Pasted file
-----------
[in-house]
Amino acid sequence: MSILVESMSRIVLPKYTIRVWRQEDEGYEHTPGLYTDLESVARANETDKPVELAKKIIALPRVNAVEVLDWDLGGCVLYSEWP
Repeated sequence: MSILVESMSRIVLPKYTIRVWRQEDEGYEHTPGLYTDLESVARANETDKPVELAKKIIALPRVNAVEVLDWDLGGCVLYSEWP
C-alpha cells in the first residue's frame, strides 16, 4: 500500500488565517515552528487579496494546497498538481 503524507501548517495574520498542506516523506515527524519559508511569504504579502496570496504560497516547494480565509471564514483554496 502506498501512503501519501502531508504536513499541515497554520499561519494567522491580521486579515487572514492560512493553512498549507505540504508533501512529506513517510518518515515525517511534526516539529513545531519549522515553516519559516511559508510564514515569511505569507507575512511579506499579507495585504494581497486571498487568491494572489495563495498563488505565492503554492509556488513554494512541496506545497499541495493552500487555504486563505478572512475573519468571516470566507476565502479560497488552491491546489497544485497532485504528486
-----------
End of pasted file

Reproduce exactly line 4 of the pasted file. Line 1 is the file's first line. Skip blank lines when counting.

C-alpha cells in the first residue's frame, strides 16, 4: 500500500488565517515552528487579496494546497498538481 503524507501548517495574520498542506516523506515527524519559508511569504504579502496570496504560497516547494480565509471564514483554496 502506498501512503501519501502531508504536513499541515497554520499561519494567522491580521486579515487572514492560512493553512498549507505540504508533501512529506513517510518518515515525517511534526516539529513545531519549522515553516519559516511559508510564514515569511505569507507575512511579506499579507495585504494581497486571498487568491494572489495563495498563488505565492503554492509556488513554494512541496506545497499541495493552500487555504486563505478572512475573519468571516470566507476565502479560497488552491491546489497544485497532485504528486